Through my work over the years at Interior, I have come to know many leading voices in the Tribal community, and these interactions have enriched and enhanced my knowledge of Tribal culture, heritage, and concerns. True commitment to Tribal sovereignty requires the recognition that Tribes should be able to responsibly develop the natural resources on their lands. We fully respect that some Tribes will not want to develop their resources, but Tribes interested in enjoying the benefits of the resource wealth of their lands should be able to do so. This is what supporting self-determination looks like; it is appreciating that each Tribe is different, then looking at the policy framework in place to see if it reflects that appreciation.
President Trump's Executive Order promoting energy independence and economic growth set important priorities for the Department of the Interior to responsibly develop our domestic energy resources. Interior has been at the forefront of this effort, and we have generated over $16 billion in energy revenues in just 2 years. This revenue has come from a variety of sources, ranging from a record-setting onshore oil and gas lease sale of nearly $1 billion in New Mexico to a record-setting offshore wind lease sale of over $405 million in the Atlantic.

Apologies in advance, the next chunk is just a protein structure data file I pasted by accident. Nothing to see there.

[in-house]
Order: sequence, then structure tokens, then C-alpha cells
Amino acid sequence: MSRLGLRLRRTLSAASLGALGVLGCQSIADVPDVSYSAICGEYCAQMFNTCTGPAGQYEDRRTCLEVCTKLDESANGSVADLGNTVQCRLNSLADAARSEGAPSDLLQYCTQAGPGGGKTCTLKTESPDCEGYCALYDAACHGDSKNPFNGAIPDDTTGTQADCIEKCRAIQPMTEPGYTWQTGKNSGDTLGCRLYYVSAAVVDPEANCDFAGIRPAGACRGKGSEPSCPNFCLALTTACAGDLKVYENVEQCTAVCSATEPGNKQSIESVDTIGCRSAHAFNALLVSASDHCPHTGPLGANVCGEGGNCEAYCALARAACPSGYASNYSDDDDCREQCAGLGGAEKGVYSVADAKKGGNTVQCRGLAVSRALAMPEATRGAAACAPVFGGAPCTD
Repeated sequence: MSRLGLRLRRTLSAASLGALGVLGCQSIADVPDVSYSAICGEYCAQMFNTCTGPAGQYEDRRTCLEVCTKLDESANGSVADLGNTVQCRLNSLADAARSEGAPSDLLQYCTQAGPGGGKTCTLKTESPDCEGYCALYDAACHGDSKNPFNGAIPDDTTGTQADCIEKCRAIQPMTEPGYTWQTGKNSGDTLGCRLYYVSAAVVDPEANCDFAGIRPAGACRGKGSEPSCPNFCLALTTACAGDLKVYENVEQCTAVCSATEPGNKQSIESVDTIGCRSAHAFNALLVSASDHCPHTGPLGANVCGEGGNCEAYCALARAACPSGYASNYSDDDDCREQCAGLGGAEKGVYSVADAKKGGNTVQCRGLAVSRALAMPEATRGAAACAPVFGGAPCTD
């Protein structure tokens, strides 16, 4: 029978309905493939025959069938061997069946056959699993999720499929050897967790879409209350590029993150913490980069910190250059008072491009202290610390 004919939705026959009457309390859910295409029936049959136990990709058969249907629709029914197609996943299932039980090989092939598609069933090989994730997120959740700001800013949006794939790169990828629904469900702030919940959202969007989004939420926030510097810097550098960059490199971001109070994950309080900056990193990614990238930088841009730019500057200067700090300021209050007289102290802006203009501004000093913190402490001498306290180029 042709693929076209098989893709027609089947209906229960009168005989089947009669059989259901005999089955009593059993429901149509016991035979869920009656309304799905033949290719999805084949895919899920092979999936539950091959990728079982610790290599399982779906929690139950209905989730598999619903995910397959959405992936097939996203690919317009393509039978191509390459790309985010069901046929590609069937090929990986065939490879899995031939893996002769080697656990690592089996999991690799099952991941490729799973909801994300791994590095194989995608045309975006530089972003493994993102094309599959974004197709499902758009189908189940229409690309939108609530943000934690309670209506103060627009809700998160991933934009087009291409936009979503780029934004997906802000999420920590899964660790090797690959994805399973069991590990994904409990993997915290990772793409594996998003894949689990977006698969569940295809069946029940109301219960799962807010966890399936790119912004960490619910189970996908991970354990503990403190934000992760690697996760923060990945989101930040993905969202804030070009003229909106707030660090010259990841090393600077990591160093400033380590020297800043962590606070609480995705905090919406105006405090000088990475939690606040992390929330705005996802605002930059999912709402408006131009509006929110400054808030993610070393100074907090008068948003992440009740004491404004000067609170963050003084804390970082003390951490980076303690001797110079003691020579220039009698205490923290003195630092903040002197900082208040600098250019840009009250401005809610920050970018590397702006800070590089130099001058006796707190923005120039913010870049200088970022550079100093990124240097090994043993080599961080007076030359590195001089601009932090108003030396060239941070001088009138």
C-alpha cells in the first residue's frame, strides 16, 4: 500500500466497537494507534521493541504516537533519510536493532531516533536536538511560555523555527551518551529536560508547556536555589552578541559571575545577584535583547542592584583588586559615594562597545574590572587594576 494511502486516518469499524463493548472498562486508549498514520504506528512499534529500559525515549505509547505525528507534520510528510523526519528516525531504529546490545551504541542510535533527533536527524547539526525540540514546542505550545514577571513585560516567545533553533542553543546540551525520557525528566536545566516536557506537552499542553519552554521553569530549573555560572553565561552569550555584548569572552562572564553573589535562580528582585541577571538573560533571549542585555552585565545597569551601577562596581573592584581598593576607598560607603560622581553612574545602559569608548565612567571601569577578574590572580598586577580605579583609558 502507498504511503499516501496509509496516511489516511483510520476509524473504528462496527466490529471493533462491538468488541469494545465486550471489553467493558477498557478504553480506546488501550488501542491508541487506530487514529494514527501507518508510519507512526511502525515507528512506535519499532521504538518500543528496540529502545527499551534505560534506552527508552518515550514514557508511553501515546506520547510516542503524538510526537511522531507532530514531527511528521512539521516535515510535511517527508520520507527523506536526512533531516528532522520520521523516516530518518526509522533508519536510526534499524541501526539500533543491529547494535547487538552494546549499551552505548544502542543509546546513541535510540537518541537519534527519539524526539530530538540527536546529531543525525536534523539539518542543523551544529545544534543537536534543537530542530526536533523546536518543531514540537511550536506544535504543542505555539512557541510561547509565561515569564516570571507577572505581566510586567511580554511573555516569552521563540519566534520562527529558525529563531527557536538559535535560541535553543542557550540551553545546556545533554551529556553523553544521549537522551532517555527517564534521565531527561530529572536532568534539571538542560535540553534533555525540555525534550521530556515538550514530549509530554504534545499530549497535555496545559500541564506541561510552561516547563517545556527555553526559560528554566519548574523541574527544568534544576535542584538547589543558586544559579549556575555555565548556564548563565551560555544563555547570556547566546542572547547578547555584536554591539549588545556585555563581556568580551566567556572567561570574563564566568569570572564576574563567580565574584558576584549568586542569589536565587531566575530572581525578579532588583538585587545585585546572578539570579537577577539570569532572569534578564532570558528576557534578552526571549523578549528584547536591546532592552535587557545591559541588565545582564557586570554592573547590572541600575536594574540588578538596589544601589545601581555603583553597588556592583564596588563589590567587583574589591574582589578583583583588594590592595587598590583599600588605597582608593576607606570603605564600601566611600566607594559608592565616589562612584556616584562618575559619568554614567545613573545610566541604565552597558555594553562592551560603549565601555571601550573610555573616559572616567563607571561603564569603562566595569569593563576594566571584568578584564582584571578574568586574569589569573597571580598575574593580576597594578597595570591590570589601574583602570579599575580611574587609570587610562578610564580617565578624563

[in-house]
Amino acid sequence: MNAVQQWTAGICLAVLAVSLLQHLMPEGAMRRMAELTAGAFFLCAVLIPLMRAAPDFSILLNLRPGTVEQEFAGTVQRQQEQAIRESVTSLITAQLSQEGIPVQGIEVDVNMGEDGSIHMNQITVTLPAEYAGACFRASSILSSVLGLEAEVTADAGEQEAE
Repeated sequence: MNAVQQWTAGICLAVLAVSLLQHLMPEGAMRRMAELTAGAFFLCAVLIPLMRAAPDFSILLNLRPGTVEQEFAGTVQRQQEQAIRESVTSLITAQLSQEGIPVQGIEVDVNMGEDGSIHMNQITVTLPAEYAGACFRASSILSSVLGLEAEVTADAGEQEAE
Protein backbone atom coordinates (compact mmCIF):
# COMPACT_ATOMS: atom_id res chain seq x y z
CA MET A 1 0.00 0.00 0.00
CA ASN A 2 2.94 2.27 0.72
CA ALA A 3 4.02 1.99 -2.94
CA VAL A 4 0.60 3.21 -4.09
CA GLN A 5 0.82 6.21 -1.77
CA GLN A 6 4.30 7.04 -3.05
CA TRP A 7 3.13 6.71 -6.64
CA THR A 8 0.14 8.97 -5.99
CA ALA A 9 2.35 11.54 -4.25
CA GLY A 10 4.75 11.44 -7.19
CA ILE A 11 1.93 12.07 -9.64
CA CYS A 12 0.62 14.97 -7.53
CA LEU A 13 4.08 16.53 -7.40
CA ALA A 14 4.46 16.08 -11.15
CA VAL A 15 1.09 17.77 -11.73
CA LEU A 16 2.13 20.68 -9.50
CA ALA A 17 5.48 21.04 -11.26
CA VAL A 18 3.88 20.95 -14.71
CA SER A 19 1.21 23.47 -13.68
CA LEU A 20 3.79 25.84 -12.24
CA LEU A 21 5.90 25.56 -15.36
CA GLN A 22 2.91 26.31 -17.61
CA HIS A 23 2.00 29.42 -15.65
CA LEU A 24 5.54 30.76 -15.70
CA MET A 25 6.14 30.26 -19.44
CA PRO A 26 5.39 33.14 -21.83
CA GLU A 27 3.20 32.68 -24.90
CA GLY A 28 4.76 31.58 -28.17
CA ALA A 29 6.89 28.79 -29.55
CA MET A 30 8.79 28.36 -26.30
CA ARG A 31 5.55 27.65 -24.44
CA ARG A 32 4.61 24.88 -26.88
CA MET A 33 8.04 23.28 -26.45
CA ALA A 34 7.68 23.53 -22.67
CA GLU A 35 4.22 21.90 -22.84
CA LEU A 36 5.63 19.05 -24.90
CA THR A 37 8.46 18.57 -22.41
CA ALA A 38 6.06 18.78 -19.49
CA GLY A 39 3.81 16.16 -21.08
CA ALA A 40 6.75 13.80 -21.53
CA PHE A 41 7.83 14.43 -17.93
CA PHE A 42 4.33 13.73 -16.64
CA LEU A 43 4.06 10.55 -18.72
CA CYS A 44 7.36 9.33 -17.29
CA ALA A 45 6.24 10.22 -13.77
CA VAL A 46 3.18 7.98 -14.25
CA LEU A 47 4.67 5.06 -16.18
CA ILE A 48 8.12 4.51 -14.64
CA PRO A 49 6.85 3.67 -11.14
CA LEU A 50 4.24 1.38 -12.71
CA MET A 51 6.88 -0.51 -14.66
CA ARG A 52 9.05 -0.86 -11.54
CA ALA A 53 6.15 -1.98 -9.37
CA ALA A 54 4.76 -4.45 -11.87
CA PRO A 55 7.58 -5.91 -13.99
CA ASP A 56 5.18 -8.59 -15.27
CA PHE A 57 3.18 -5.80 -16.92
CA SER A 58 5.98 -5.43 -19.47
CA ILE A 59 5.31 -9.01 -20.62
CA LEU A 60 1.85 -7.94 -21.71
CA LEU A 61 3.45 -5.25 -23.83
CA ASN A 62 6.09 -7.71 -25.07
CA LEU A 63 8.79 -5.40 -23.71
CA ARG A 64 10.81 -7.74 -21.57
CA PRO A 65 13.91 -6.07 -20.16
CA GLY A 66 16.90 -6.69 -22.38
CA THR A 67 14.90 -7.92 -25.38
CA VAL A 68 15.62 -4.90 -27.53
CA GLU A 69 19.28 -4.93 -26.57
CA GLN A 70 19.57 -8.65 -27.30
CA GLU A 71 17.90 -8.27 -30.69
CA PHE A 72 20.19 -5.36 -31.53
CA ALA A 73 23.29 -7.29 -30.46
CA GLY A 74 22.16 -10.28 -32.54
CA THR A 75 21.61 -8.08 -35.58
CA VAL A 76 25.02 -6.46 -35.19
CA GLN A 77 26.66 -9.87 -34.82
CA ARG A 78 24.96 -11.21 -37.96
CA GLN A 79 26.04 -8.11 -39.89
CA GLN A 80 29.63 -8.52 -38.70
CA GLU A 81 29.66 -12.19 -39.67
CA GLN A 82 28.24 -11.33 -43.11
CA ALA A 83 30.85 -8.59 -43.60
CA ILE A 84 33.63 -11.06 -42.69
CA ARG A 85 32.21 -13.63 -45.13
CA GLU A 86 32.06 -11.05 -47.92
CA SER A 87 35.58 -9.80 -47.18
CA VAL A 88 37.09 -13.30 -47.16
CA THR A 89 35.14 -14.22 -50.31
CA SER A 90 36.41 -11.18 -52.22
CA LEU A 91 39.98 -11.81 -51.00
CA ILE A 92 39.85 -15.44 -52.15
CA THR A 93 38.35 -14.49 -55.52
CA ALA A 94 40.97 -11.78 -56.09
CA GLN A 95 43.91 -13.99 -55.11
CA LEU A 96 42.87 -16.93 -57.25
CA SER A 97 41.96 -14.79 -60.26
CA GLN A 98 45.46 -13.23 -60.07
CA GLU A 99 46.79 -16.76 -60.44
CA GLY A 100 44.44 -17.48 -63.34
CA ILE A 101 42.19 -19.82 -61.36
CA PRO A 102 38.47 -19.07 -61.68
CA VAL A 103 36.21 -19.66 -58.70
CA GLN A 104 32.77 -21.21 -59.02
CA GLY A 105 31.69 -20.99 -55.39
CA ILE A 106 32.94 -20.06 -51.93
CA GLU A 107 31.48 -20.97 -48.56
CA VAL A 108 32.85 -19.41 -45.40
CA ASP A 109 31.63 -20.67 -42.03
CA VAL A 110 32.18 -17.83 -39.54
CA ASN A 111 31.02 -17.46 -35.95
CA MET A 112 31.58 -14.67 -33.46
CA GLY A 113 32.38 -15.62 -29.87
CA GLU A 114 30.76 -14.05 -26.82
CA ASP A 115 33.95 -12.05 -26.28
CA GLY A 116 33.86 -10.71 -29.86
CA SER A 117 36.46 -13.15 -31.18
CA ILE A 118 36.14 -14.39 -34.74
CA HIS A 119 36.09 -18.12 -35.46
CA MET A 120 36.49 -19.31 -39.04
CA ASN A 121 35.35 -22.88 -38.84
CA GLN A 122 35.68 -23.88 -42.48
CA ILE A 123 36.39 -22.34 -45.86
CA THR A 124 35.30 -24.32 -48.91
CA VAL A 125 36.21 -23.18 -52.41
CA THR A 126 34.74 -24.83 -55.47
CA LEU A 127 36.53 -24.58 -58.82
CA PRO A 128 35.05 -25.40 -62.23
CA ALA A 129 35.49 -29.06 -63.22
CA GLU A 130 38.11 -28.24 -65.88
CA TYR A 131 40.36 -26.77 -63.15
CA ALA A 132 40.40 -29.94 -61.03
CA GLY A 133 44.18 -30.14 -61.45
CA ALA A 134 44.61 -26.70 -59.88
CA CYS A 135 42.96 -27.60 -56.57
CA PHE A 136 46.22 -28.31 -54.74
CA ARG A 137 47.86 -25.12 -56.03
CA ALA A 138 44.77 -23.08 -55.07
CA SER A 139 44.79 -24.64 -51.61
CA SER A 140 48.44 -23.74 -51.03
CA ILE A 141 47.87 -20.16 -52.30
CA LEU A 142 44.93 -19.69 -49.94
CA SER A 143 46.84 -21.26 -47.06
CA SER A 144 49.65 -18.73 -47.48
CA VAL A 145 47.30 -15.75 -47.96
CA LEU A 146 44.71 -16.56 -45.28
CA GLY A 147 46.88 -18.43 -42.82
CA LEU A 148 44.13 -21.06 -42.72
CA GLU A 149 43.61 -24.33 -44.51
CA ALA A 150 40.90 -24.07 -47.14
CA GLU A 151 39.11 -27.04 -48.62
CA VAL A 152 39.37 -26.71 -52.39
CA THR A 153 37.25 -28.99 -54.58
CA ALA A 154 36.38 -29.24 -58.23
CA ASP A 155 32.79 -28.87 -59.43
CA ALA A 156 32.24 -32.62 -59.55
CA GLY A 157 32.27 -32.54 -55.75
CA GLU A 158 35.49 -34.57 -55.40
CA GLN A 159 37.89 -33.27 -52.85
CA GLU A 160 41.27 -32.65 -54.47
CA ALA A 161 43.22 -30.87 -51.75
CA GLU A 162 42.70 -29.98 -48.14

There is a lot of talk and a lot of opinions about energy development on public lands. Here are a couple of facts you might find interesting. BLM manages approximately 733,700,000 acres of subsurface mineral estate. Of that amount, approximately 25,552,475 is leased for oil and gas, 458,000 is leased for coal. Approximately 122,170 of surface acreage rights-of-way have been granted for wind, and 31,932 surface acres granted for rights-of-way for solar energy development.
Today, acres under lease on the public lands for oil and gas are the lowest they have been since 1991, while energy production is stronger than ever. In Fiscal Year 2018, oil production from Federal and Indian lands accounted for about 24% of total U.S. production, a 21% increase over the previous year. We will continue to work to help responsibly and effectively supply the energy needed to power our economy nationwide and provide good-paying jobs for American workers.
In closing, I want to reiterate my deep affection for our public lands and for the mission of the Department of the Interior. If confirmed, I will tirelessly promote President Trump's goals for the Department of the Interior. I will do so within the confines of the lawful discretion that the Congress has given the Secretary, and I will do so with dedication and integrity. I will not shy away from making difficult decisions, but my approach will always be for the greatest good of the greatest number in the long run.
I request your consent to the President's nomination, and I look forward to your questions.